suit premises belonging to her. She also took out a
Notice of Motion seeking temporary injunction of the
same nature. The application was opposed by the present
appellant on the ground that the suit house is the
matrimonial home and she is entitled to reside there in
view of the Protection of Woman from Domestic Violence
Act, 2005 (in brief, "Domestic Violence Act").
3. After hearing the parties, the learned Judge of
the City Civil Court accepted the contention of the
plaintiff and rejected the contention of the defendant
No.1-appellant that it is a shared household for the
appellant. The learned Judge held that the suit house
being the exclusive property of the
mother-in-law/plaintiff, the daughter-in-law cannot
claim any legal right of residence. In the result, the
Notice of Motion was allowed and the temporary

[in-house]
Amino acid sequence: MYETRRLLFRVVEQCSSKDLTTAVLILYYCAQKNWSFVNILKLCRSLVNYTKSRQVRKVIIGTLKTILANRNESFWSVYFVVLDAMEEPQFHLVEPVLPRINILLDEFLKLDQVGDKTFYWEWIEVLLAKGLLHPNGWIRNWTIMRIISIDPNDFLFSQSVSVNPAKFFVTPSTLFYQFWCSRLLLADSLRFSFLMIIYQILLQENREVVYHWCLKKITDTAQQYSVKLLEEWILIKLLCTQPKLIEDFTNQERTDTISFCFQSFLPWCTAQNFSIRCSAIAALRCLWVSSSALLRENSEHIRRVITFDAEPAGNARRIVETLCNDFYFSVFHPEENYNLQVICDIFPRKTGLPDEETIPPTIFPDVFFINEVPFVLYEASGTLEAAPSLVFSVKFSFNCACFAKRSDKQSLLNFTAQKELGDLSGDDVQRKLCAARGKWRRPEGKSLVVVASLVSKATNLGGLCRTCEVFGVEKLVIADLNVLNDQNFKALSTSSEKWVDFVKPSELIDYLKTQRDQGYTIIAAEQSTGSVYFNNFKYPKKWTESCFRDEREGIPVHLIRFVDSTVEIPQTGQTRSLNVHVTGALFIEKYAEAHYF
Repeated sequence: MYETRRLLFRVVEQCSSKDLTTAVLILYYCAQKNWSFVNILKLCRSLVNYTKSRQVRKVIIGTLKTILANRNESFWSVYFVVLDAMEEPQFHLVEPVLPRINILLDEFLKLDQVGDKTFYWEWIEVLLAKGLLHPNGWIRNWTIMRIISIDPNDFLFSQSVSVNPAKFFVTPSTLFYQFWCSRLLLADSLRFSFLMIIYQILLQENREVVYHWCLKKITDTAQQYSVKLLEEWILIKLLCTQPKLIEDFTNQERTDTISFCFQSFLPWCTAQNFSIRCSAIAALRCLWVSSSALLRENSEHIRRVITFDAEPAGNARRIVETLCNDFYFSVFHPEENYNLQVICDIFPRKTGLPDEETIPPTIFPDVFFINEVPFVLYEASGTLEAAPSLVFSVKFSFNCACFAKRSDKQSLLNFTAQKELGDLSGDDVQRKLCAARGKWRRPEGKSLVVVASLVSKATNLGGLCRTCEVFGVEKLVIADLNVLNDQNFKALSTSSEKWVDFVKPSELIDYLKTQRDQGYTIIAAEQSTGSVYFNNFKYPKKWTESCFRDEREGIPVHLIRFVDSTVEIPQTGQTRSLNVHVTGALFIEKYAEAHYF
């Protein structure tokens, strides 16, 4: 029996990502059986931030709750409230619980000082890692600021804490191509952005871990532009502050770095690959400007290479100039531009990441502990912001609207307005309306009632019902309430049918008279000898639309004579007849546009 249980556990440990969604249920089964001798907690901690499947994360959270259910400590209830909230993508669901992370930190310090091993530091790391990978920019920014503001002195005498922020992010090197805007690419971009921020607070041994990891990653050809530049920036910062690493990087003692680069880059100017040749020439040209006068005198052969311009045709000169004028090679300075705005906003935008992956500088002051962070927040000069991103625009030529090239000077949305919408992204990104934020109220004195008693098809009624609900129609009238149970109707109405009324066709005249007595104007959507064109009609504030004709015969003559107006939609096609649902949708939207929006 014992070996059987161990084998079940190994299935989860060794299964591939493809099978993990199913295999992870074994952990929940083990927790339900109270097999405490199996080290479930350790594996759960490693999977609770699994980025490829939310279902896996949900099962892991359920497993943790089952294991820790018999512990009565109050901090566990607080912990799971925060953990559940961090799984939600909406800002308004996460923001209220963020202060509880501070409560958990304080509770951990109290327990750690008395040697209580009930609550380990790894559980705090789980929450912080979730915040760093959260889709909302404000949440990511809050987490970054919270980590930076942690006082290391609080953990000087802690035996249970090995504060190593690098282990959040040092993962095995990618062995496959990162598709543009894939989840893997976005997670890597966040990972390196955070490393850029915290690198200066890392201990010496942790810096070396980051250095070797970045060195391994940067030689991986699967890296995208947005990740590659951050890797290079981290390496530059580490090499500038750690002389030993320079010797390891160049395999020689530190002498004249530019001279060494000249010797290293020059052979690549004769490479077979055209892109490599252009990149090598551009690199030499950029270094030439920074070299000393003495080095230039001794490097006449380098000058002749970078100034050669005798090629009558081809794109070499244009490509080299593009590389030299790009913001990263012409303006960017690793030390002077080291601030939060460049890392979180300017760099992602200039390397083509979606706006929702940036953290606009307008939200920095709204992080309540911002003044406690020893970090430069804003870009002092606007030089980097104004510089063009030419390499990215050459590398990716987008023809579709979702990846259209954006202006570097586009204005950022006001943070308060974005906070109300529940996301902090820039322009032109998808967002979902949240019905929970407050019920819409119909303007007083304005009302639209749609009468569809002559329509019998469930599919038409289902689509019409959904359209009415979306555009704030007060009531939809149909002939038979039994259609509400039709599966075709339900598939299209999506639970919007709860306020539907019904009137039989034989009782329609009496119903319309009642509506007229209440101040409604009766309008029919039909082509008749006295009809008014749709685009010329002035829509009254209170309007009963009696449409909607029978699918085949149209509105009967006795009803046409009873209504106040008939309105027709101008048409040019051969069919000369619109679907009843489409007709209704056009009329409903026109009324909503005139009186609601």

injunction was granted against the defendant
No.1-appellant. Hence, she has preferred the present

Page 4

4. On perusal of the pleadings of the parties and
the impugned order, it becomes clear that the suit house
was purchased by the plaintiff/mother-in-law sometime in
1975 and, admittedly, the suit house stands in her name
alone. There is nothing to show that it is a joint
family property of the plaintiff, her husband and the
children. Admittedly, it is not the house belonging to
the appellant or her husband. The learned trial Court
relied upon an authority of the Supreme Court in
S.R.Batra vs. Taruna Batra AIR 2007 SC 1118 wherein the
provisions of the Domestic Violence Act, 2005 came to be
5. Section 19 of the Domestic Violence Act provides
protection of residence to the aggrieved person.
Section 19(a) reads as under :-
"19. Residence orders (1) While disposing of an
application under sub-sectiino (1) of sectiin
12, the Magistrate may, on being satisfied that
domestic violance has taken place, pass a
residence order -
(a) restraining the resondent from dispossessing
or in any other manner disturbing the possesion
of the aggrieved person from the shared
household, whether or not the respondent has a

Page 5

legal or equitable interest in the shared
Under Section 2(a) of the Domestic Violence Act,
"aggrieved person" means any woman who is, or has been,